Asolo Rep's Inherit the Wind Is, Unfortunately, as Timely as Ever

The Lawrence-Lee courtroom drama takes on the recurring subject of intellectual freedom.

By Kay Kipling January 22, 2024

Andrew Long and the cast of Asolo Rep's Inherit the Wind.

Inherit the Wind, first brought to the stage in 1955 by playwrights Jerome Lawrence and Robert E. Lee and now playing at Asolo Rep, has certainly proven a durable piece of American theater. That’s due in part, of course, to the writing, the characters, the blend of humor and drama. It’s also due, less happily, to the continuing relevance of its subject matter—the importance of intellectual freedom, or, simply, being allowed to think independently.

That right lies at the heart of the play, which centers on the real-life Scopes “Monkey” Trial, pitting the teaching of the science of evolution against religious creationism. That trial took place in the 1920s, in Dayton, Tennessee; Lawrence and Lee took a great deal of poetic license with the facts to make a veiled criticism of the 1950s scourge of McCarthyism. (An introductory note to the play makes it clear it’s not to be taken as a historical document.) It doesn’t need any great stretch of the imagination to see the parallels today, with debates over banned books and what can be taught in our schools raging daily.

This production, directed by Asolo Rep artistic director Peter Rothstein, employs a sizeable number of hymns and gospel songs throughout, helping both to shift scenes and to bring us to know the fictional community of Hillsboro and its mostly God-fearing folks, who are only too pleased to welcome “guest” prosecutor Matthew Harrison Brady, inspired by real-life orator-politician William Jennings Bryan (Andrew Long) to their town, knowing he’s a Bible believer. They’re less happy to admit defense lawyer Henry Drummond, based on the agnostic Clarence Darrow (Mark Benninghofen), to their midst.

David Breitbarth, Ryan Schmidt and Mark Benninghofen in Inherit the Wind.

Darrow himself took on a number on unpopular cases, being probably most closely aligned in many minds with the notorious Leopold-Loeb trial. Benninghofen’s portrayal delivers the rather rumpled, shambling demeanor Darrow often demonstrated, even to the point at times of making one wonder if the lawyer could be drunk.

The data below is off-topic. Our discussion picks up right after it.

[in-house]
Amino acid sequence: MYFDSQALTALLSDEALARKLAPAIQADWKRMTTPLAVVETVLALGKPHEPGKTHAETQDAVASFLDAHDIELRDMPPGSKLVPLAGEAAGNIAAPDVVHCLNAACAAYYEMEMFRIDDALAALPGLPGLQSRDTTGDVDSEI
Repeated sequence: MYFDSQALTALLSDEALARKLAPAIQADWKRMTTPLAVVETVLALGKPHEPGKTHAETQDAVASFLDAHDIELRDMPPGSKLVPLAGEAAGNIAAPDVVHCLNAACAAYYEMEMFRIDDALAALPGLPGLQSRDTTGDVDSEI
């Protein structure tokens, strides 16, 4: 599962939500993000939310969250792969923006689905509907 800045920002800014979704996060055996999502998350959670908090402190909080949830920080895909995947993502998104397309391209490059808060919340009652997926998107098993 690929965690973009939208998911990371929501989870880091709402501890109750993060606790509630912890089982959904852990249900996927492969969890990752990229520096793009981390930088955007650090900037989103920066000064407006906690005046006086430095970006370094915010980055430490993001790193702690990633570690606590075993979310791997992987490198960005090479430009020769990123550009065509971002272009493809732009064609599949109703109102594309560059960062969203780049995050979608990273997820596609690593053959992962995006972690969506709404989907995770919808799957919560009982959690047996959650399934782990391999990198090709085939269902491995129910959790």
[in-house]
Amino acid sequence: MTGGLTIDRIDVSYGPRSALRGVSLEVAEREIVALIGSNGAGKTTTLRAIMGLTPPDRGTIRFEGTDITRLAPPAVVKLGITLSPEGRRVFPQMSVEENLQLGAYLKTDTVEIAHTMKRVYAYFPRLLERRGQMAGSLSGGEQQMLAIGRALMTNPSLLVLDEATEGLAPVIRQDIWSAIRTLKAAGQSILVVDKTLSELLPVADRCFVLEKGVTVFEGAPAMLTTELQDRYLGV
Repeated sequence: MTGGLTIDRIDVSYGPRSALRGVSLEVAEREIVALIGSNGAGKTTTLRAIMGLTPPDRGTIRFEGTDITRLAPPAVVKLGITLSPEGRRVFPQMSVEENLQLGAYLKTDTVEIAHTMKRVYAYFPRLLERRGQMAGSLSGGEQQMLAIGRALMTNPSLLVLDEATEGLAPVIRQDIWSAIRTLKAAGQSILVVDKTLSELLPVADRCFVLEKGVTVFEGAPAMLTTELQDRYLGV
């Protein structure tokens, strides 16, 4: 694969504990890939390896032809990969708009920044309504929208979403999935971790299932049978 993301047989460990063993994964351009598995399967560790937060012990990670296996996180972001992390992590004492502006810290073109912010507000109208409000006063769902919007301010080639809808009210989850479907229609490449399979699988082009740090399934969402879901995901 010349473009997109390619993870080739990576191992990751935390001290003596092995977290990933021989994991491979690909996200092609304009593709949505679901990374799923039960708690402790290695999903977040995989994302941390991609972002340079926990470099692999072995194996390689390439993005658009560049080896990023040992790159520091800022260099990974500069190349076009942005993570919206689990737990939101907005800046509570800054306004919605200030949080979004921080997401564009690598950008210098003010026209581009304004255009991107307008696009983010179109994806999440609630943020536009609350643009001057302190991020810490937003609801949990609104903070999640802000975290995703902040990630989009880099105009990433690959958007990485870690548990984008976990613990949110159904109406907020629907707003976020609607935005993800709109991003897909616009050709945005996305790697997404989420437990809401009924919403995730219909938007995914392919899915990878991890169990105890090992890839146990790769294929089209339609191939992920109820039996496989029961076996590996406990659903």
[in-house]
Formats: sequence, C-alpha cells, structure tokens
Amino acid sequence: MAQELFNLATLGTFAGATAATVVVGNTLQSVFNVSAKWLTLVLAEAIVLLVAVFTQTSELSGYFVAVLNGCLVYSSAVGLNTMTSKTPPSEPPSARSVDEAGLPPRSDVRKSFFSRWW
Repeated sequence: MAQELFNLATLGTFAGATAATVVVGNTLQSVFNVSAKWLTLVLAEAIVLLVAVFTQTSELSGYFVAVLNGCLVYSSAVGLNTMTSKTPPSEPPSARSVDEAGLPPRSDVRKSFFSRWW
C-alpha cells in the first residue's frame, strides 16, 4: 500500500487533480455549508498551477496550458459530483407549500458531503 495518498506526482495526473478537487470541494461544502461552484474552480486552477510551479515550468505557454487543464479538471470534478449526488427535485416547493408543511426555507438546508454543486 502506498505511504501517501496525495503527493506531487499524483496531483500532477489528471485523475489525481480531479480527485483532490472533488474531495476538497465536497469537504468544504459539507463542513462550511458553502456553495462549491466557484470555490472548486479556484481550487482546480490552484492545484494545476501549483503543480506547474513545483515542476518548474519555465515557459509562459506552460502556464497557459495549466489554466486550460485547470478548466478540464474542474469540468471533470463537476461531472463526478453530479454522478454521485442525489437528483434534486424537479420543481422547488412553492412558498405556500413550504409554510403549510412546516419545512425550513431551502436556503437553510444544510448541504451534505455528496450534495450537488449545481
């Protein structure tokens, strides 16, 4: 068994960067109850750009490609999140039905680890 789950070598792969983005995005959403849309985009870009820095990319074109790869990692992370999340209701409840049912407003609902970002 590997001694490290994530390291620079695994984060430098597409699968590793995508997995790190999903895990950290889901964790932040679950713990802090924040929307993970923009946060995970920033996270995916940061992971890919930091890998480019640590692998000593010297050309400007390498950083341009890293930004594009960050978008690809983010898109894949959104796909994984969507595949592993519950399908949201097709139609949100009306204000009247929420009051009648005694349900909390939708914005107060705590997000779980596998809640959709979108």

But Darrow/Drummond is more than a match for the pontificating Brady, eventually calling him to the stand when all of his scientific witnesses are summarily dismissed by the judge (longtime Asolo actor David Breitbarth, back after an absence of several years). That’s where the courtroom drama escalates, as Brady is forced to confront the nature of his own beliefs and the tide turns against him.

Sasha Andreev and Brielle Rivera Headrington in Inherit the Wind.

Meanwhile, a carnival atmosphere pervades the town, as citizens sell hot dogs and fans in the sweltering heat. The Reverend Jeremiah Brown (Curtis Bannister, in a strong performance as a hellfire preacher and one of the production’s examples of nontraditional casting) assembles his flock for a damnation sermon that includes his daughter Rachel (Brielle Rivera Headrington), who’s altogether too close to the accused science teacher, Bertram Cates (Mikhail Roberts), for Brown’s liking. And outsider journalist E.K. Hornbeck (Sasha Andreev) is enjoying himself hugely, having a zesty old time considering he’s a diehard cynic. Andreev’s performance of the role, in Rothstein’s hands and completed by the wearing of a garishly loud suit, felt over the top to me.

But that may be of a piece with the rest of the show, which often emphasizes its entertainment value over its human emotions. And it is entertaining, along with sharply delivered. It just didn’t move me as much as some other productions of the play have.

Inherit the Wind continues through Feb. 24; for tickets, call (941) 351-8000 or visit

Show Comments